The Sandman: Overture #1: A review
A lot can happen in 25 years. Millions of people have been inspired, dreams have been dreamt, and The Sandman has returned. This year marks a busy time for The Sandman's creator Neil Gaiman, and the release of his highly-anticipated prequel to the seminal graphic-novel series finally arrived just before Halloween.
J.H. Williams III's cover at the left and Dave McKean's cover at the right.
Living up to the hype of avid fans' dreams can be daunting, and there's no chance of pleasing everyone. But was this first issue disappointing?
Once released, fans clamored to comic-book stores for physical copies while others opted for the digital edition of the first issue. But while seeing the artwork in crystalline colors on a screen can no doubt be striking, there's nothing quite like holding the copy in your hands, in the form that the series began in.
If for nothing else, J.H. Williams III's impeccably rendered illustrations with brilliant coloring by Dave Stewart are enough of a feast for the eyes. One might wish that they could tear each page out and hang them on their wall. However, Williams's artistic progression on each page is a masterpiece, so it'd be a crime to cut it up. The art leaps off the pages, vacillating between traditional comic blocking and a style that propels readers forward.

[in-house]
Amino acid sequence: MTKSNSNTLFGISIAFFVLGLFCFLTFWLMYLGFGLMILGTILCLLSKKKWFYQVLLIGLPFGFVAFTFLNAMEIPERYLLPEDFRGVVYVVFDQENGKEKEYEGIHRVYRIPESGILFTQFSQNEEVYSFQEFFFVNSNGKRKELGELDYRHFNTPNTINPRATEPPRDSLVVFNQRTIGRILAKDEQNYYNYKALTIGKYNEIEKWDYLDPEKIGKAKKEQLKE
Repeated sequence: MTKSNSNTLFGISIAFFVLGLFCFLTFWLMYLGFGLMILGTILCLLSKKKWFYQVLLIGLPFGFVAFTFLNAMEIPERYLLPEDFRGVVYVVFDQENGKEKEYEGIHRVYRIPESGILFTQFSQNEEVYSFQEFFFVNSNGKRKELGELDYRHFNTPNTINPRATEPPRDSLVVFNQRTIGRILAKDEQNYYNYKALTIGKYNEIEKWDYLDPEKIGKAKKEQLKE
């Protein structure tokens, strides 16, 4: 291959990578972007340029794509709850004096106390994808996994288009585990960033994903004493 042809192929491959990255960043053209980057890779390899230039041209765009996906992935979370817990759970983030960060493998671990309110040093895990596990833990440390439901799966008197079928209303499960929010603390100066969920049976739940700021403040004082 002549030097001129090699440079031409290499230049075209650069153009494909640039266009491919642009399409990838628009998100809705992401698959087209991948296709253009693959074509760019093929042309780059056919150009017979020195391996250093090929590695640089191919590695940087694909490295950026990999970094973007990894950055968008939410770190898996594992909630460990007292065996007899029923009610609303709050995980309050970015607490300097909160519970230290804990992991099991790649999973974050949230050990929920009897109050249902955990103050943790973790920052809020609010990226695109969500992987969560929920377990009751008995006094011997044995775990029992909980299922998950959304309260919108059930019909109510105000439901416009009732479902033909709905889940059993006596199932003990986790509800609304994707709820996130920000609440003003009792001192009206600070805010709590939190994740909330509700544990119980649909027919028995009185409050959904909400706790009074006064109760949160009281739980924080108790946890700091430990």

Early on, readers get a peek through the Corinthian's toothy eyes. It's simultaneously grotesque (check out that string of spittle on his top right tooth) and beautiful with the juxtaposition of ultra-pink gums and the grayscale life of 1915 London. Later, we get a gorgeous double gatefold spread that reveals a few other sides to Dream.
But that's not entirely why fans are here -- otherwise they could pick up a copy of Williams's Batwoman or Promethea (highly recommended, by the way). Fans are undoubtedly here for The Sandman, and here for Dream, and boy, do we get a lot of him.
The issue opens on a strange little planet inhabited by various lifeforms, one of which are a species of carnivorous plants with beautiful minds. If you've ever wanted to see Morpheus as a plant, here you go. Spoiler: He looks a lot like the musically-inclined flora from Disney's Alice in Wonderland. From there, we follow Dream as he tries to unmake his "flawed and petty little dream" for the first time in early 20th-century London (which Morpheus eventually manages at the end of "The Collectors" in The Doll's House).
As for the rest of the publication, the gang's all here. Well, at least we see some familiar faces -- including Death and Destiny, Lucien and Marv, and a whole host of Dreams. Death looks the part with late Edwardian-era garb. She's missing the Eye of Horus curlicue beneath her eye, but she's got her signature ankh, her umbrella, and her sense of humor. Fans are re-introduced to old friends, and it's much like those meetings are in real life: a little awkward, full of expectations (some that go unfulfilled), and ultimately rewarding. We also get a taste of new characters -- like George Portcullis and Quorian the plant -- who are not fully fleshed out individuals, but are delightful introductions to new folks in the Dreaming nonetheless.
The first issue of The Sandman: Overture is like waking from a dream early in the evening before sleep fully sets in for the night. It's quick and vivid with plenty happening all at once, in medias res, and without resolution. And that's just how it should be. Gaiman knows not to show all his cards at once. After all, if Dream can wait upwards of 70 years to escape in the first volume of The Sandman, we can wait a few months to get a little closer to the answers we've been seeking since he was imprisoned.